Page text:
The tunnel’s age had been debated by biblical scholars, a few of whom had suggested it was built centuries later. The only surviving clue to its age had been an inscription discovered in 1880 on a tunnel wall, which supported the link to Hezekiah but did not specifically name him.
In the new study, analysis of stalactite samples from the ceiling of the Siloam Tunnel and plant material recovered from its plaster floor both confirm the biblical record, researchers say.
“We believe this point is now clearly settled,” said Amos Frumkin, a geologist and director of the Cave Research Center at Hebrew University in Jerusalem. He and colleagues present their analysis in Thursday’s issue of the journal Nature.
Hershel Shanks, an expert on the history of Jerusalem who writes for the Biblical Archaeology Review, said “it’s nice to have scientific confirmation for what the vast majority of biblical scholars and archaeologists believe.”
Shanks, who didn’t participate in the new study, said confirmation of the tunnel’s age was important because so little scientific testing has been done to date biblical structures.
“If you can couple various technological capabilities and science with more traditional scholarship and other historical analysis, and reach the same conclusion, that’s a pretty powerful argument,” said Bruce Zuckerman, a University of Southern California religion professor and expert in biblical archaeology.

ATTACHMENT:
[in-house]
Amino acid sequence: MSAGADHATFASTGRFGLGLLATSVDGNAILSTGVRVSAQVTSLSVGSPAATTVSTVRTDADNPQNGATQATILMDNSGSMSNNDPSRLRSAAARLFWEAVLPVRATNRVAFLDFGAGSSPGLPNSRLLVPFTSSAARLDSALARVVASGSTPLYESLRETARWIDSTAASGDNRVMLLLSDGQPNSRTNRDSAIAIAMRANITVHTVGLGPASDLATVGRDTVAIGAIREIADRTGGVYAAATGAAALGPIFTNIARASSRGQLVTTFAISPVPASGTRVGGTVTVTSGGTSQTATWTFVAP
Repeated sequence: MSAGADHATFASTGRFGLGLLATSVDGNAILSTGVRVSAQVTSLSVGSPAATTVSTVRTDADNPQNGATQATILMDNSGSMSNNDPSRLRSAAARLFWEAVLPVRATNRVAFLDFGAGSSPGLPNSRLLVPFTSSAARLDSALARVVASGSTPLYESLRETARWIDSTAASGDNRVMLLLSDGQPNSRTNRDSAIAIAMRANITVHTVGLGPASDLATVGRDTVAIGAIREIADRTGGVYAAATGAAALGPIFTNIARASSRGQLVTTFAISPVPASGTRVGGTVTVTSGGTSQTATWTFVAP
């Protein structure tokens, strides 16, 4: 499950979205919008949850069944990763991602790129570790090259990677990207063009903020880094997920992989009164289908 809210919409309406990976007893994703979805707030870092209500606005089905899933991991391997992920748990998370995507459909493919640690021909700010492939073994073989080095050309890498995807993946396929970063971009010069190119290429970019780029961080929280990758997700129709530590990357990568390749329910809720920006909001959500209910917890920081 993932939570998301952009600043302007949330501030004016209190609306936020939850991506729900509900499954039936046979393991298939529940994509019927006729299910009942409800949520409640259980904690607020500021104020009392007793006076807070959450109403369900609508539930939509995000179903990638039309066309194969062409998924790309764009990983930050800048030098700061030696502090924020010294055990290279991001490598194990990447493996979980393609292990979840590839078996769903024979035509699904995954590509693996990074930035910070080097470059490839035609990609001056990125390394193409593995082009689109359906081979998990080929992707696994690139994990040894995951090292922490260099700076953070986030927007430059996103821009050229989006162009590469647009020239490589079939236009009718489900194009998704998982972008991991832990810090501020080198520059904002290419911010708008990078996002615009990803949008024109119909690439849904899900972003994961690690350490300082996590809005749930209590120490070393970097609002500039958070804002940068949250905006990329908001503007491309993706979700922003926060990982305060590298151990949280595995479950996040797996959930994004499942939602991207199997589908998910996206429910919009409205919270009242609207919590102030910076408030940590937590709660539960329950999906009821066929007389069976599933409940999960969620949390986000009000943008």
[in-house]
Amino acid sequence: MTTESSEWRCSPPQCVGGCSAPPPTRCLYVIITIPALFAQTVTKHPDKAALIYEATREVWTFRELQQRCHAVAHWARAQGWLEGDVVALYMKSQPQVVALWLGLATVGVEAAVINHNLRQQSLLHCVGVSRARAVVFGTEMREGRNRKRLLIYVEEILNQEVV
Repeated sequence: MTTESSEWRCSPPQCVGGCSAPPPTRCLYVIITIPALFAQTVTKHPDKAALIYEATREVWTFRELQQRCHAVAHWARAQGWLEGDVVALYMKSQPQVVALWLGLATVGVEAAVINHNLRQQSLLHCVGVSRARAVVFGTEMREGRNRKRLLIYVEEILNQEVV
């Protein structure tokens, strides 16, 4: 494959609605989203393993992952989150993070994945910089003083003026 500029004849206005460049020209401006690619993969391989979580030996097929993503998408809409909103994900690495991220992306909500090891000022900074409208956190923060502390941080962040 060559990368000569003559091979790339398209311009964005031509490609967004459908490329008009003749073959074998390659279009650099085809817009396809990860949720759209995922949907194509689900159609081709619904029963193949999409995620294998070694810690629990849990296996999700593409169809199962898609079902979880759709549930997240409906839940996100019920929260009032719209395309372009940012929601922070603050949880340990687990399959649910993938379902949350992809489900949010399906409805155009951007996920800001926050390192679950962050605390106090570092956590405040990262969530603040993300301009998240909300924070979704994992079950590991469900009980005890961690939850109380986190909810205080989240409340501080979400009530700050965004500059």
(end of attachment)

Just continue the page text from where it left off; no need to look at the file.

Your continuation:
Testing is difficult, they say, because sample material from buildings and structures mentioned in the Bible are hard to identify and may be poorly preserved, or access by scientists may be restricted for political or religious reasons.
The tunnel’s plant fragments were subjected to radiocarbon dating, which measures age by the decay of a radioactive form of carbon. Core samples from the stalactites underwent chemical testing and other examination to determine age.
As far as Frumkin or other experts such as Shanks and Zuckerman could determine, the tests marked the first time that a well-identified biblical structure had been subjected to extensive radiocarbon dating.
Biblical accounts mentioned in Kings and Chronicles say the 1,750-foot-long tunnel was constructed to move water from the Gihon spring all the way across the ancient city of Jerusalem into the pool of Siloam to protect the city’s water supply from an Assyrian siege. The Assyrian empire was consolidating its control of the area after a rebellion led in part by Hezekiah.
The serpentine tunnel, now a tourist attraction, still bears pick marks from workers who occasionally had to adjust their course to meet with a second team of workers coming from the opposite side of the city.
The frequent direction changes suggest it was a struggle to connect the two ends of the tunnel without following the natural fissures and openings in the rock, Shanks said.
“The tunnel is extraordinary, but these guys didn’t know where they were going a lot of the time,” Shanks said.